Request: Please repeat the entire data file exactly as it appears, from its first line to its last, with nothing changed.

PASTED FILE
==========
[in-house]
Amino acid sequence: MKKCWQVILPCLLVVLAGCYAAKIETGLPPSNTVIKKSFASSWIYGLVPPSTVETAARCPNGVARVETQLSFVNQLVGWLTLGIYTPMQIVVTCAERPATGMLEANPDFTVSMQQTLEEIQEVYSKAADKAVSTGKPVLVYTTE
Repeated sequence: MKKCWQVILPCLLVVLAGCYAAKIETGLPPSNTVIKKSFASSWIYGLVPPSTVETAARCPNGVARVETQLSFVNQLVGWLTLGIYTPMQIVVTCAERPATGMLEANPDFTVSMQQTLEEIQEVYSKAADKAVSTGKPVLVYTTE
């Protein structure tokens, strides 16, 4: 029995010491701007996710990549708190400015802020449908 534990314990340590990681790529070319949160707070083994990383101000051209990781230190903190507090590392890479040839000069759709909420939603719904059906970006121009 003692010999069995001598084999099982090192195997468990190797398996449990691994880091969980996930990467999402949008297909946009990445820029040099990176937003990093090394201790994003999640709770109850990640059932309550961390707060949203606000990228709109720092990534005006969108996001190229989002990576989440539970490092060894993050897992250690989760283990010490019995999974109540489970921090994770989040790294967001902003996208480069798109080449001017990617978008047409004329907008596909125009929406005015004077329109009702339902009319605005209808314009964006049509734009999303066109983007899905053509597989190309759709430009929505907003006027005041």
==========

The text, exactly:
[in-house]
Amino acid sequence: MKKCWQVILPCLLVVLAGCYAAKIETGLPPSNTVIKKSFASSWIYGLVPPSTVETAARCPNGVARVETQLSFVNQLVGWLTLGIYTPMQIVVTCAERPATGMLEANPDFTVSMQQTLEEIQEVYSKAADKAVSTGKPVLVYTTE
Repeated sequence: MKKCWQVILPCLLVVLAGCYAAKIETGLPPSNTVIKKSFASSWIYGLVPPSTVETAARCPNGVARVETQLSFVNQLVGWLTLGIYTPMQIVVTCAERPATGMLEANPDFTVSMQQTLEEIQEVYSKAADKAVSTGKPVLVYTTE
């Protein structure tokens, strides 16, 4: 029995010491701007996710990549708190400015802020449908 534990314990340590990681790529070319949160707070083994990383101000051209990781230190903190507090590392890479040839000069759709909420939603719904059906970006121009 003692010999069995001598084999099982090192195997468990190797398996449990691994880091969980996930990467999402949008297909946009990445820029040099990176937003990093090394201790994003999640709770109850990640059932309550961390707060949203606000990228709109720092990534005006969108996001190229989002990576989440539970490092060894993050897992250690989760283990010490019995999974109540489970921090994770989040790294967001902003996208480069798109080449001017990617978008047409004329907008596909125009929406005015004077329109009702339902009319605005209808314009964006049509734009999303066109983007899905053509597989190309759709430009929505907003006027005041």